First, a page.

Our change in business model, from grants-based to service-based, simply reflects a change in our approach to managing our programming. GLOS recognizes that the data collection, management, and delivery projects we support need to be better leveraged to have a greater impact for the Great Lakes region. Rather than rely on short-term grant funding to support discrete project outcomes, GLOS is improving our in-house capacity to serve as a consistent and sustained resource for our partners. GLOS will still make grant opportunities available, but the projects we fund will be more systematically connected, integrated, and supported by GLOS services such as technical specifications and standards, QA/QC, data telemetry and transfer guidance, custom queries, and APIs.

With the rollout of the Smart Great Lakes Initiative, GLOS expects to be serving a significantly larger constituent base.  As the strategic plan states, GLOS is going to grow a technology ecosystem of new users, new communities, and new technology partners.  These new groups are going to place increasing demands on an already limited funding model, and GLOS needs to diversify our support in order to fulfill our new obligations. This evolution to a services-based model is meant to provide data management services to a larger pool of stakeholders using the resources available, while still supporting observing activities in strategic areas.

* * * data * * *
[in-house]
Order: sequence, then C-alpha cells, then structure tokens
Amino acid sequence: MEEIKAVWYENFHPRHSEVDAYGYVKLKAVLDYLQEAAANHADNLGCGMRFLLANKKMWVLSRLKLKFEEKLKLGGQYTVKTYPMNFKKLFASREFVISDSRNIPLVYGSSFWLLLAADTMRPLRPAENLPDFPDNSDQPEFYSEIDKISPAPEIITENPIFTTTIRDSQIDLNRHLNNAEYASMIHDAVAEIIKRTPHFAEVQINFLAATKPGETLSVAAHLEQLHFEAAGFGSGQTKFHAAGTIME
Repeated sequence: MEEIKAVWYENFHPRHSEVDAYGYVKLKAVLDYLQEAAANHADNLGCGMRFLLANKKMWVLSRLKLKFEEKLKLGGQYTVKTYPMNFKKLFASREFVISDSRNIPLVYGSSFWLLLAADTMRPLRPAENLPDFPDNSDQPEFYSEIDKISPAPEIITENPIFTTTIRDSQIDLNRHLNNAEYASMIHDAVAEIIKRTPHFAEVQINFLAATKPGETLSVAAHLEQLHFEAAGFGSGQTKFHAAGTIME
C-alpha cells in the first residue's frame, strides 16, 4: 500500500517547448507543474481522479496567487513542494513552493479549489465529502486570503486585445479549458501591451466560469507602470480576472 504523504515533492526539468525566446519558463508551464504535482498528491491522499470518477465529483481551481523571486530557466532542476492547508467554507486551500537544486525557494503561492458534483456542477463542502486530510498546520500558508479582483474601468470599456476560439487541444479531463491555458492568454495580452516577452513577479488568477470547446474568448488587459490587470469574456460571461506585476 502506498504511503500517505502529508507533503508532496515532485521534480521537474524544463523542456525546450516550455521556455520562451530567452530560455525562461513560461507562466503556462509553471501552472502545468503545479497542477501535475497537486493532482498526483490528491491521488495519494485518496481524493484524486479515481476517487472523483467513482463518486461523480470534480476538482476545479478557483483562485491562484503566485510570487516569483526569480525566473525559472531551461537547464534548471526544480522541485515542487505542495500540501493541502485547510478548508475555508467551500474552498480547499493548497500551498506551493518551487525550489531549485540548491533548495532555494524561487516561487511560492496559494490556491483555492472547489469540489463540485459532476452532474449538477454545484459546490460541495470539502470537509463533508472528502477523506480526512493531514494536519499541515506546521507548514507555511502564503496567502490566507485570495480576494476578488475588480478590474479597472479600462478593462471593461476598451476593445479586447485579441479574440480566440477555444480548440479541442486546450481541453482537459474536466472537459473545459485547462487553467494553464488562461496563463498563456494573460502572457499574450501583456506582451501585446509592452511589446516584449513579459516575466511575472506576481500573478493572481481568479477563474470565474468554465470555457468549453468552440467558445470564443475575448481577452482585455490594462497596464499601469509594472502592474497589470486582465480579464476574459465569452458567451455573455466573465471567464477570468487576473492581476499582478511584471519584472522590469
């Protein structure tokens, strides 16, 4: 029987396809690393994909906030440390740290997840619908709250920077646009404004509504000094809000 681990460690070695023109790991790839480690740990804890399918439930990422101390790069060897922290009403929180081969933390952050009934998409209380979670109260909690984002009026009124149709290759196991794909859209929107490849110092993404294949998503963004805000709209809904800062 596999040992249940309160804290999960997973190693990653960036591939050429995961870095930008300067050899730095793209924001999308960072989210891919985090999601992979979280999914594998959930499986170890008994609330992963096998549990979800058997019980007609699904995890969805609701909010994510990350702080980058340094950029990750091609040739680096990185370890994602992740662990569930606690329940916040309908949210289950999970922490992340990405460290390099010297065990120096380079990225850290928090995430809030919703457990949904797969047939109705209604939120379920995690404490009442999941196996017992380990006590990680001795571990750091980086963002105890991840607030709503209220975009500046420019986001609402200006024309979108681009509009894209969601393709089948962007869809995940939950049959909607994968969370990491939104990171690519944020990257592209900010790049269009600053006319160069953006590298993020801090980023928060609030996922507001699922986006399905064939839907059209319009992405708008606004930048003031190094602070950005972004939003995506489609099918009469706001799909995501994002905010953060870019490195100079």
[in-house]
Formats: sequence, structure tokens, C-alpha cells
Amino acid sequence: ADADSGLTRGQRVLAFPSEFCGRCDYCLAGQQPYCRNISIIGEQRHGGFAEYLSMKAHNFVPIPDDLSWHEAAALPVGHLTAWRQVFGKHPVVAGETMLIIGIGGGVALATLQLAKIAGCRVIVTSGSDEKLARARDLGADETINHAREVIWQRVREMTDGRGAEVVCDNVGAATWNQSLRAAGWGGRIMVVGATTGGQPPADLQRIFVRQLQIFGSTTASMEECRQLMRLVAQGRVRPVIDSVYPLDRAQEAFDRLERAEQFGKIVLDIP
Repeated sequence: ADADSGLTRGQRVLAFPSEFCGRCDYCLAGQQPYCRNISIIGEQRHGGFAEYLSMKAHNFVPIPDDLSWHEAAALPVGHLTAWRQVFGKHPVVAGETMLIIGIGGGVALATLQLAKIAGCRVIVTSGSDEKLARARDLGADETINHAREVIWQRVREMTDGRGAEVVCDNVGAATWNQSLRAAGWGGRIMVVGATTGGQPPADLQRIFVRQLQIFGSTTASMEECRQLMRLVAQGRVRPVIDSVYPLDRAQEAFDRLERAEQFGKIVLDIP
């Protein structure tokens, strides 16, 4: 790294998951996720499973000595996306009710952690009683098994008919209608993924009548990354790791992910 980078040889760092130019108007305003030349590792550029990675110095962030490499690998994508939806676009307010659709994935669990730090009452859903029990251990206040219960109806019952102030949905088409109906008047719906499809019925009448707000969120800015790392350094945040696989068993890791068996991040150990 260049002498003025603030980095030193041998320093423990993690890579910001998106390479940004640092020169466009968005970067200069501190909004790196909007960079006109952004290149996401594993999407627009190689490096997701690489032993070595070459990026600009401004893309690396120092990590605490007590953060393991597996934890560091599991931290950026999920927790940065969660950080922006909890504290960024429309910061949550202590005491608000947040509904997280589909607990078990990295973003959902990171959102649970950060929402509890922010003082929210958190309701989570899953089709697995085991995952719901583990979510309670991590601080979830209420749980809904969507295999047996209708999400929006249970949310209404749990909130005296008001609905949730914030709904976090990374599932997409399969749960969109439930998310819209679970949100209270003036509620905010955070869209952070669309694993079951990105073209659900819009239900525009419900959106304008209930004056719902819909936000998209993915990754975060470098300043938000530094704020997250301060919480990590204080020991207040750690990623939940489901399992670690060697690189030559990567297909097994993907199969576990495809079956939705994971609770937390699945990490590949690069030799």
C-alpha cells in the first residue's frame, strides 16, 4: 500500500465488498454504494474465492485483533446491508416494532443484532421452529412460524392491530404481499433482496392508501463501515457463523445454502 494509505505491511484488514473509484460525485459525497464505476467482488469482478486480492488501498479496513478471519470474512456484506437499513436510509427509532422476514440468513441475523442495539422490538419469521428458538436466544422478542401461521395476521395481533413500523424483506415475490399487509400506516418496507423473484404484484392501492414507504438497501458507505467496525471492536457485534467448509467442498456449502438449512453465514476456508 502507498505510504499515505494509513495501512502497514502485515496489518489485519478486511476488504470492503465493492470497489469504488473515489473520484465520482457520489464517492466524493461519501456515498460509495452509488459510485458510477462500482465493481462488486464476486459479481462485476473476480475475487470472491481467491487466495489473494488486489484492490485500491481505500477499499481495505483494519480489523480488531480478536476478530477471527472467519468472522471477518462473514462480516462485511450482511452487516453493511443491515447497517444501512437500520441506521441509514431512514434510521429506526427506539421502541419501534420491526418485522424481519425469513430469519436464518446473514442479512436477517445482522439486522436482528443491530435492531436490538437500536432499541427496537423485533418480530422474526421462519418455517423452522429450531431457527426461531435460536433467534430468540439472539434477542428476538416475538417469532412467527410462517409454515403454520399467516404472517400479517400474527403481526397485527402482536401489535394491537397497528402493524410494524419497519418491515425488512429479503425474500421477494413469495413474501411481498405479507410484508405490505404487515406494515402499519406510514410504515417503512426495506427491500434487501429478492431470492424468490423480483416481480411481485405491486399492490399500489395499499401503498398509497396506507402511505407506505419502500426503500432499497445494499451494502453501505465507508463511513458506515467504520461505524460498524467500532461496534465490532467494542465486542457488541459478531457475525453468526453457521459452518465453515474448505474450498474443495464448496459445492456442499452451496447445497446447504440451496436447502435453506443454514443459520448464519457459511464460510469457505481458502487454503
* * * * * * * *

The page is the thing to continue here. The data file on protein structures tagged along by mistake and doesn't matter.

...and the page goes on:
A core pillar of this plan is to develop a revolutionary IOOS-certified data management infrastructure. The new GLOS information technology platform will, as described in the strategic plan, “power supporting applications, ingest and disseminate content through application programming interfaces, and serve as a comprehensive window into available data in the Great Lakes region.”  

 

Q: Will GLOS charge for access to data? 

A: No, basic access to Great Lakes data and information remains free through GLOS. There could be circumstances where an organization has customized data management needs, higher than usual data access requirements, or other features requiring engineering development work on GLOS’ part. In those situations, GLOS may charge a cost-recovery fee to help offset expenses to support these requirements.  

Page 12 of the strategic plan lays out four ways to interact with GLOS. Partners, Grantees, Clients, and Subscribers are all the broad categories of communities that will interface with GLOS. Only “Client” and “Subscriber” categories would require a cost-recovery fee structure. The general public is included under the ‘Partner’ category. “Partners,” the vast majority of stakeholders, including most “data providers, data users, open data advocates,” will continue to access data and use GLOS services for free.